Participants

Sixteen prosthetics users participated in the one-on-one semi-structured interviews as categorized in Table 1. More male (75%) participants than females (25%) participated; the mean age was 47.3 years (range 23 to 75). More participants (63%) owned mobile phones than those without (37%). Most of the participants were peasant farmers (81%), farming mainly for subsistence use. Generally, most households in the Acholi sub-region of northern Uganda are in a subsistence economy, characteristically poor and practiced subsistence agriculture [17].

Table 1 Participant demographics of (n = 16)

Ownership of mobile phone

The interviews demonstrated that ten (63%) out of sixteen prosthetics users owned mobile phones; the remaining six (37%) do not own a mobile phone. Of the six prosthetics users who do not own mobile phones, four (67%) do not have them at all, while two (33%) share mobile phones with spouses or children when needed. During the interviews, it was observed that, out of the ten prosthetics users who owned mobile phones, six (60%) owned basic mobile phones, while four (40%) owned feature phones. The basic mobile phone is limited to voice calls and text messages, while the feature phone has limited applications and browsing capability and functionality. Although this study is distinctive to prosthetics users, available evidence showed the percentage of ownership of mobile phones from all kinds of persons with disabilities in the Acholi sub-region at only 34% [20].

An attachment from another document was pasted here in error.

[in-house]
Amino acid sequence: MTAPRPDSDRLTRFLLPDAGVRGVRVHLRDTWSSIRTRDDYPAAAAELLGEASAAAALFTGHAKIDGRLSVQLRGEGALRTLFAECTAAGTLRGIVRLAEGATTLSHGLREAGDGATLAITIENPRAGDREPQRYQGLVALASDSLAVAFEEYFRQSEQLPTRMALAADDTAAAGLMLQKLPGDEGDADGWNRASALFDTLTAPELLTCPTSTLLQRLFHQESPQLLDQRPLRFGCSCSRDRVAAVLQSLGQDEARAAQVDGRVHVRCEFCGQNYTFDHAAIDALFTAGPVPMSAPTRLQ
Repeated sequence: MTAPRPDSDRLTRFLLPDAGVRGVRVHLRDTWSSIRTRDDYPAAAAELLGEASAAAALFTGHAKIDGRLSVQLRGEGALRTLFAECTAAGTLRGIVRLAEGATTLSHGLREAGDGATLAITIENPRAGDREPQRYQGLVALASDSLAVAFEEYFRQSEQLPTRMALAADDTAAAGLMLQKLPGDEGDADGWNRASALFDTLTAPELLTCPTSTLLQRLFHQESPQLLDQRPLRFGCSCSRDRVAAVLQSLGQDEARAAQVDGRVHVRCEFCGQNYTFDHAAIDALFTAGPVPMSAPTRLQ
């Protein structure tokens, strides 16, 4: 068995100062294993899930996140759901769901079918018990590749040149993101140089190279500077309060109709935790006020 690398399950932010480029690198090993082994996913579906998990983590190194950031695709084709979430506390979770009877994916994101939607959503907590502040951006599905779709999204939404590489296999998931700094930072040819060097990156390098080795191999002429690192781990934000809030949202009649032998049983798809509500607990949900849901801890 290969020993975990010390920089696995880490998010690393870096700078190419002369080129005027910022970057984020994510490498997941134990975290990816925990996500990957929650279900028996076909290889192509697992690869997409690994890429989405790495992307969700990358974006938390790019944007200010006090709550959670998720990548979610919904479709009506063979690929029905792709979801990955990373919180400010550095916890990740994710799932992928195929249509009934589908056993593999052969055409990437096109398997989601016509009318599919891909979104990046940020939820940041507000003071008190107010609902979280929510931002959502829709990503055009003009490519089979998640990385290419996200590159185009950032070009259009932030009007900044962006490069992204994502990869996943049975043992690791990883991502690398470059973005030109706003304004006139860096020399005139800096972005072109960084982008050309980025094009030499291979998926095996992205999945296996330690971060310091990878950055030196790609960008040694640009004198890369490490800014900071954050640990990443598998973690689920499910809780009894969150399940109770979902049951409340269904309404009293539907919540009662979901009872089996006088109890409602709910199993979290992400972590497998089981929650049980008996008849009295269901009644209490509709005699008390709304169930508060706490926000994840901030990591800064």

Knowledge of using mobile phone applications

Although prosthetics users are knowledgeable in mobile phone applications, the interviews indicated that there are disparities in sentiments among prosthetics users about the knowledge they have about using mobile phone applications. Of the sixteen participants in this study, twelve (75%) used mobile phones. Responses showed that most of the participants are knowledgeable in using mobile phone text messaging and call applications (47%). Participants consider the knowledge of using mobile phone applications as being able to use mobile phone applications for calls, text messages, internet and mobile money. The quotes bellow illustrates their opinions: